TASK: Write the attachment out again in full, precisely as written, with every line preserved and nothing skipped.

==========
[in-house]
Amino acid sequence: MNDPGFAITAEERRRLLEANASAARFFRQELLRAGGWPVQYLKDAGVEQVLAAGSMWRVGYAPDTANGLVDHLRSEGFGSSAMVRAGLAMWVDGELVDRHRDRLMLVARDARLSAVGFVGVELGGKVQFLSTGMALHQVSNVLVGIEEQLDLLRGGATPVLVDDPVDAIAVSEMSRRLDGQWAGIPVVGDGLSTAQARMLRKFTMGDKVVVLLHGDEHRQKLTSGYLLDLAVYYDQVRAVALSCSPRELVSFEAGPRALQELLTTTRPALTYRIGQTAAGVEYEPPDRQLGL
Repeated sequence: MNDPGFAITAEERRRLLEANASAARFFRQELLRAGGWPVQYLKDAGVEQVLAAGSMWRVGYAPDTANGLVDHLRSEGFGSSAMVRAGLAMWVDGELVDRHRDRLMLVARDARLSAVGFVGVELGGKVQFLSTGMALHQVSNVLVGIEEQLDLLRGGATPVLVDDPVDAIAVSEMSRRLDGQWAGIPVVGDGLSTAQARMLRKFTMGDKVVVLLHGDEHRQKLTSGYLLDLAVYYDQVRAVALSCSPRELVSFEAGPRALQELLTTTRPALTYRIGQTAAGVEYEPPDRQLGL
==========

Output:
[in-house]
Amino acid sequence: MNDPGFAITAEERRRLLEANASAARFFRQELLRAGGWPVQYLKDAGVEQVLAAGSMWRVGYAPDTANGLVDHLRSEGFGSSAMVRAGLAMWVDGELVDRHRDRLMLVARDARLSAVGFVGVELGGKVQFLSTGMALHQVSNVLVGIEEQLDLLRGGATPVLVDDPVDAIAVSEMSRRLDGQWAGIPVVGDGLSTAQARMLRKFTMGDKVVVLLHGDEHRQKLTSGYLLDLAVYYDQVRAVALSCSPRELVSFEAGPRALQELLTTTRPALTYRIGQTAAGVEYEPPDRQLGL
Repeated sequence: MNDPGFAITAEERRRLLEANASAARFFRQELLRAGGWPVQYLKDAGVEQVLAAGSMWRVGYAPDTANGLVDHLRSEGFGSSAMVRAGLAMWVDGELVDRHRDRLMLVARDARLSAVGFVGVELGGKVQFLSTGMALHQVSNVLVGIEEQLDLLRGGATPVLVDDPVDAIAVSEMSRRLDGQWAGIPVVGDGLSTAQARMLRKFTMGDKVVVLLHGDEHRQKLTSGYLLDLAVYYDQVRAVALSCSPRELVSFEAGPRALQELLTTTRPALTYRIGQTAAGVEYEPPDRQLGL